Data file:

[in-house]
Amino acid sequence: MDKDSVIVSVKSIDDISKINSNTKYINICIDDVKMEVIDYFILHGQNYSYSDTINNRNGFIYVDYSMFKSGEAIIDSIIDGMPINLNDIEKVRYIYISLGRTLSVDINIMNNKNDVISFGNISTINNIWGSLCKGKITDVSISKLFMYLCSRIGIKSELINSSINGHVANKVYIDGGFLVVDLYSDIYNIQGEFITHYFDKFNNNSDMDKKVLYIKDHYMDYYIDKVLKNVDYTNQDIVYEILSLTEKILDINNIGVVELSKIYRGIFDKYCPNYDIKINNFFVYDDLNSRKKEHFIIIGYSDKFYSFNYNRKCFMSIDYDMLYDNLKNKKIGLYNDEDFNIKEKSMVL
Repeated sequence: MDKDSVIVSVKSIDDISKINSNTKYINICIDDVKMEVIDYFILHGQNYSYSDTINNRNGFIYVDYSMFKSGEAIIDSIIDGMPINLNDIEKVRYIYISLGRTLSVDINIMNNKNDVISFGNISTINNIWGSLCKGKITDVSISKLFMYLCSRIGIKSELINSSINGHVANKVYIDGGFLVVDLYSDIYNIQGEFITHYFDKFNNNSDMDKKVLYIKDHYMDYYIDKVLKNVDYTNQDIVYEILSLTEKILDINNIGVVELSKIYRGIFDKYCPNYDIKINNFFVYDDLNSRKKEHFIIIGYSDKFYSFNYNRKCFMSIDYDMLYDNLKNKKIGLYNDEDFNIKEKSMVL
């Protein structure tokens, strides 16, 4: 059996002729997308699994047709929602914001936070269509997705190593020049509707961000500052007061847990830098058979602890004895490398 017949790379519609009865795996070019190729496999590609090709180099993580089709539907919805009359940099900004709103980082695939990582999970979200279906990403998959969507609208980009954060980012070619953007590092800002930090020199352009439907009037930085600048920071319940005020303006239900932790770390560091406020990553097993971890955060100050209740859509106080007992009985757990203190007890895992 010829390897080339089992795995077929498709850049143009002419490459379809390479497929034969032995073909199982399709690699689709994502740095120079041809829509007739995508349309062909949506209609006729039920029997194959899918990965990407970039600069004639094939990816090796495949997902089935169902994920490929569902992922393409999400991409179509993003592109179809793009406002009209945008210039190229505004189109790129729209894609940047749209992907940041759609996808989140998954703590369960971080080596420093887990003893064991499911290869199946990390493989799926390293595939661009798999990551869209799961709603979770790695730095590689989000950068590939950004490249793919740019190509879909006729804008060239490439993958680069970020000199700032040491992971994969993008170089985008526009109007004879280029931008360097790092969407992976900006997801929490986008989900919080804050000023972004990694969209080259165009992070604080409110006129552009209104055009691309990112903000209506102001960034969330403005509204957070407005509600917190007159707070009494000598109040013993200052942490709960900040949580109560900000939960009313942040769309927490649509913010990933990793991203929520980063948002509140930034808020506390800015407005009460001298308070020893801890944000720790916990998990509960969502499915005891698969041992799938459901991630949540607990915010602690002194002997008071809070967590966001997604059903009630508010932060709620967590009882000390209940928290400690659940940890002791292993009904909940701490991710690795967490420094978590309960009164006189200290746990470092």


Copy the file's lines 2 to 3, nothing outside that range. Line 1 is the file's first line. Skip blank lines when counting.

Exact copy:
Amino acid sequence: MDKDSVIVSVKSIDDISKINSNTKYINICIDDVKMEVIDYFILHGQNYSYSDTINNRNGFIYVDYSMFKSGEAIIDSIIDGMPINLNDIEKVRYIYISLGRTLSVDINIMNNKNDVISFGNISTINNIWGSLCKGKITDVSISKLFMYLCSRIGIKSELINSSINGHVANKVYIDGGFLVVDLYSDIYNIQGEFITHYFDKFNNNSDMDKKVLYIKDHYMDYYIDKVLKNVDYTNQDIVYEILSLTEKILDINNIGVVELSKIYRGIFDKYCPNYDIKINNFFVYDDLNSRKKEHFIIIGYSDKFYSFNYNRKCFMSIDYDMLYDNLKNKKIGLYNDEDFNIKEKSMVL
Repeated sequence: MDKDSVIVSVKSIDDISKINSNTKYINICIDDVKMEVIDYFILHGQNYSYSDTINNRNGFIYVDYSMFKSGEAIIDSIIDGMPINLNDIEKVRYIYISLGRTLSVDINIMNNKNDVISFGNISTINNIWGSLCKGKITDVSISKLFMYLCSRIGIKSELINSSINGHVANKVYIDGGFLVVDLYSDIYNIQGEFITHYFDKFNNNSDMDKKVLYIKDHYMDYYIDKVLKNVDYTNQDIVYEILSLTEKILDINNIGVVELSKIYRGIFDKYCPNYDIKINNFFVYDDLNSRKKEHFIIIGYSDKFYSFNYNRKCFMSIDYDMLYDNLKNKKIGLYNDEDFNIKEKSMVL